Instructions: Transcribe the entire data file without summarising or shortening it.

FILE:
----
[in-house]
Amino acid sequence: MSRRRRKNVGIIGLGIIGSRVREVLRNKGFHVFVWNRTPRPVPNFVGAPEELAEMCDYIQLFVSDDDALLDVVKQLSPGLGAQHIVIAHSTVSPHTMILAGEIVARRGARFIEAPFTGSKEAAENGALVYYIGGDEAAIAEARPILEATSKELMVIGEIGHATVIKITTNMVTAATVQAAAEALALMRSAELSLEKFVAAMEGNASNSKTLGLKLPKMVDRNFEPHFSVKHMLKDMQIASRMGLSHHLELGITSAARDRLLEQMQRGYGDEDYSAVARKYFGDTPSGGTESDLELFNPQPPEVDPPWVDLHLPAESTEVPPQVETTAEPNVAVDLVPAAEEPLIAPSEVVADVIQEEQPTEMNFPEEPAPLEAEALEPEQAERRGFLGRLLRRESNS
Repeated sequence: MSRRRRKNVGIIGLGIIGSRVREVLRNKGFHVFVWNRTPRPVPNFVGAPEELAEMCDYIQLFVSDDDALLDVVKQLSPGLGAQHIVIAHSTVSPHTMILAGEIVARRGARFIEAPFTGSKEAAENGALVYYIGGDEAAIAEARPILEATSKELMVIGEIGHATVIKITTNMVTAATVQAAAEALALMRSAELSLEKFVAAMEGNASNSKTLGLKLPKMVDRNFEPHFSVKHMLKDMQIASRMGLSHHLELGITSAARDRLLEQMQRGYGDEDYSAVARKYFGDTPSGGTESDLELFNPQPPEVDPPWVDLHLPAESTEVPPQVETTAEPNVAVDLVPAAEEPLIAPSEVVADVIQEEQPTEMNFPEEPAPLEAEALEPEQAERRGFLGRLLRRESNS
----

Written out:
[in-house]
Amino acid sequence: MSRRRRKNVGIIGLGIIGSRVREVLRNKGFHVFVWNRTPRPVPNFVGAPEELAEMCDYIQLFVSDDDALLDVVKQLSPGLGAQHIVIAHSTVSPHTMILAGEIVARRGARFIEAPFTGSKEAAENGALVYYIGGDEAAIAEARPILEATSKELMVIGEIGHATVIKITTNMVTAATVQAAAEALALMRSAELSLEKFVAAMEGNASNSKTLGLKLPKMVDRNFEPHFSVKHMLKDMQIASRMGLSHHLELGITSAARDRLLEQMQRGYGDEDYSAVARKYFGDTPSGGTESDLELFNPQPPEVDPPWVDLHLPAESTEVPPQVETTAEPNVAVDLVPAAEEPLIAPSEVVADVIQEEQPTEMNFPEEPAPLEAEALEPEQAERRGFLGRLLRRESNS
Repeated sequence: MSRRRRKNVGIIGLGIIGSRVREVLRNKGFHVFVWNRTPRPVPNFVGAPEELAEMCDYIQLFVSDDDALLDVVKQLSPGLGAQHIVIAHSTVSPHTMILAGEIVARRGARFIEAPFTGSKEAAENGALVYYIGGDEAAIAEARPILEATSKELMVIGEIGHATVIKITTNMVTAATVQAAAEALALMRSAELSLEKFVAAMEGNASNSKTLGLKLPKMVDRNFEPHFSVKHMLKDMQIASRMGLSHHLELGITSAARDRLLEQMQRGYGDEDYSAVARKYFGDTPSGGTESDLELFNPQPPEVDPPWVDLHLPAESTEVPPQVETTAEPNVAVDLVPAAEEPLIAPSEVVADVIQEEQPTEMNFPEEPAPLEAEALEPEQAERRGFLGRLLRRESNS